Music Appreciation – MUSC 103

CG • Section 8WK • 07/01/2018 to 12/31/2199 • Modified 05/26/2022

Course Description

An introduction to major musical styles (including representative composers and compositions) from Antiquity through the 21st century.

For information regarding prerequisites for this course, please refer to the Academic Course Catalog.

Rationale

MUSC 103 is an overview course that introduces students to the elements of music and the engagement of music in historical and global contexts. In this course, students will seek to understand music and its relationship to their lives and other cultures. They will study diverse music of both Western and non-Western traditions, including an introduction to a rudimentary familiarity with the Western art music (Classical) tradition. Additionally, students will cultivate active listening skills and practice using vocabulary and analytical tools necessary to articulate their musical perceptions.

Measurable Learning Outcomes

Upon successful completion of this course, the student will be able to:

  1. Fulfill Liberty University’s Cultural Studies Elective
  2. Analyze notable works of music as forms of cultural and creative expression.
  3. Discuss global and cultural diversity exhibited by various types of traditional, non-Western music.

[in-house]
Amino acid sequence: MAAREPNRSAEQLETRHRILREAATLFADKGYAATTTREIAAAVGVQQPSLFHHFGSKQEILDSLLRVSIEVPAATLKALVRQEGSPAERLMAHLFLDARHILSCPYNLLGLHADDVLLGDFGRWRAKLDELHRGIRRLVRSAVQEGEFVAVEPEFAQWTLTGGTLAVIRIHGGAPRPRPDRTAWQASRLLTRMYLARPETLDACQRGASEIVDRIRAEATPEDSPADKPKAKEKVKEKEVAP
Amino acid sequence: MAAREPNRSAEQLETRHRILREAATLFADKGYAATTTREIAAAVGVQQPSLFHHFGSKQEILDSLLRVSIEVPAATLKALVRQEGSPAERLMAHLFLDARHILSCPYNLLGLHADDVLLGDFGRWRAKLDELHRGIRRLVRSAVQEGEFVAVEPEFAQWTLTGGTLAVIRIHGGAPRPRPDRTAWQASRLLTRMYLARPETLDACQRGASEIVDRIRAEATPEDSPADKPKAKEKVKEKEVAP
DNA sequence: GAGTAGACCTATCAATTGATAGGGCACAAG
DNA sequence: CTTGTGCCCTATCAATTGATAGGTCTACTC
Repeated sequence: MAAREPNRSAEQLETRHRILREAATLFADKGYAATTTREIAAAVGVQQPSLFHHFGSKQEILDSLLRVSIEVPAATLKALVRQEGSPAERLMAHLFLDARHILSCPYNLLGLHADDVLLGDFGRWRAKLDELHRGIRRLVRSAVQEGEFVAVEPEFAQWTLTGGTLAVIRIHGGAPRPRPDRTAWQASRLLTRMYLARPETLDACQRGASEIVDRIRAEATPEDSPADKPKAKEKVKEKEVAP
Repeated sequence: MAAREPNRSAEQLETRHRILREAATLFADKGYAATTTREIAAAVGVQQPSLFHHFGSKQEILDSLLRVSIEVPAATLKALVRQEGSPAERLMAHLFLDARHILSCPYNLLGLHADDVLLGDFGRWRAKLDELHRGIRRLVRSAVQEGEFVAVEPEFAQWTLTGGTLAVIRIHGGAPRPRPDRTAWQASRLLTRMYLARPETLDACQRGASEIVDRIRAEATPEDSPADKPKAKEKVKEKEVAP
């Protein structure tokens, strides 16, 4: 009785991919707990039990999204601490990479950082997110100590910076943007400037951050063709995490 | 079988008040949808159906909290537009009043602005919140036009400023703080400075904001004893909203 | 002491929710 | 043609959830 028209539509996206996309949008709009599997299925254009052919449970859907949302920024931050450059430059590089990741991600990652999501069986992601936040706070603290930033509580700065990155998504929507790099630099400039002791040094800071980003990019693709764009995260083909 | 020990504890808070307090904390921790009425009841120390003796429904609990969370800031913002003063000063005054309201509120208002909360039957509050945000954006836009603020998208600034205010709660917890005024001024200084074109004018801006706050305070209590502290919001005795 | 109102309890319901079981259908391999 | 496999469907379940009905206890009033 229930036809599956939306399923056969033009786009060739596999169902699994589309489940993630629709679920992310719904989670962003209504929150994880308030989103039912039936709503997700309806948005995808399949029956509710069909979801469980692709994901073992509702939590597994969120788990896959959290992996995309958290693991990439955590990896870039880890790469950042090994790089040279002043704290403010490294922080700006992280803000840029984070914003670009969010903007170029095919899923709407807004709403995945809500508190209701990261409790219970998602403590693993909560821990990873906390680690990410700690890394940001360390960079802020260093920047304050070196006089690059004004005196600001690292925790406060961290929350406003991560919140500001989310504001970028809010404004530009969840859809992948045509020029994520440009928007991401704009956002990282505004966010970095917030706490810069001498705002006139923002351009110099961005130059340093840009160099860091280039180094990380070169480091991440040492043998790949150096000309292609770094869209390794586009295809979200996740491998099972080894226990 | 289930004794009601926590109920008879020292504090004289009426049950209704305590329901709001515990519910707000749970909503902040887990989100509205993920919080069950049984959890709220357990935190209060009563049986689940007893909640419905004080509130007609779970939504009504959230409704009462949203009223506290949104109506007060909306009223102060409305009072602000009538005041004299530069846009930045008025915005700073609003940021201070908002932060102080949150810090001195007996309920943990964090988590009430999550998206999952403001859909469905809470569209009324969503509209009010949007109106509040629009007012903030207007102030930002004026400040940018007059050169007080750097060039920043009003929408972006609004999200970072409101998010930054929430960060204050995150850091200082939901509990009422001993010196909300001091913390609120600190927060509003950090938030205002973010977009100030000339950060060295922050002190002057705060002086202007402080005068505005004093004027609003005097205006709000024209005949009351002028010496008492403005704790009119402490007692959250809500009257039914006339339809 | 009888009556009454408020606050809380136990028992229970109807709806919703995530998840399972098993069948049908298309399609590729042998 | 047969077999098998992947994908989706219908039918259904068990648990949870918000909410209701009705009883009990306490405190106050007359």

4. Demonstrate musical sensitivity and aesthetic awareness.
  5. Exhibit a basic understanding of the elements of music.
  6. Express an appreciation beyond passive consumption for how music and culture engage each other.

General Education Foundational Skill Learning Outcomes (FSLOs):

Civic and Global Engagement (CGE)

  • CGE1: Identify the main features of a worldview, assessing the cultural, political, economic, and industrial implications.  
  • CGE2: Relate government and/or culture to various aspects of life.  
  • CGE3: Apply the Christian principles and general practices for effectively engaging people from different social and/or cultural backgrounds.  
  • CGE4: Describe the impact of a person’s global perspective on evangelism and cross-cultural engagement. 

Secondary Foundational Skill Learning Outcomes (FSLOs):

Communication and Information Literacy (CIL)

  • CIL 3: Analyze and assess various forms of information and expression to determine their meaning, employing technology when relevant.

Critical Thinking (CT)

  • CT 2: Structure an argument or position using credible evidence and valid reasoning. 

Social and Scientific Inquiry (SSI)

  • SSI 1: Demonstrate an understanding of the impact of social and/or natural sciences on the world in which we live.

Course Assignment

Readings and lecture presentations/notes.

Course Requirements Checklist

After reading the Course Syllabus and Student Expectations, the student will complete the related checklist found in the Course Overview.

Listening Journal Assignments (4)

(CGE: 2; CIL 3; SSI 1)

Since this is a music course, you must dedicate time to listening! To really understand and explore the songs, you must listen multiple times to each song. Active listening takes time and cannot be rushed. Please find a quiet place without distractions and listen to the music actively. Oftentimes, we let music become the background for other activities; this is passive listening. In this course, you will need to focus closely on the music. A guide to active listening is posted on in Course Content, which will help you to focus on appropriate details needed to have success in the course (and to grow as a music lover!).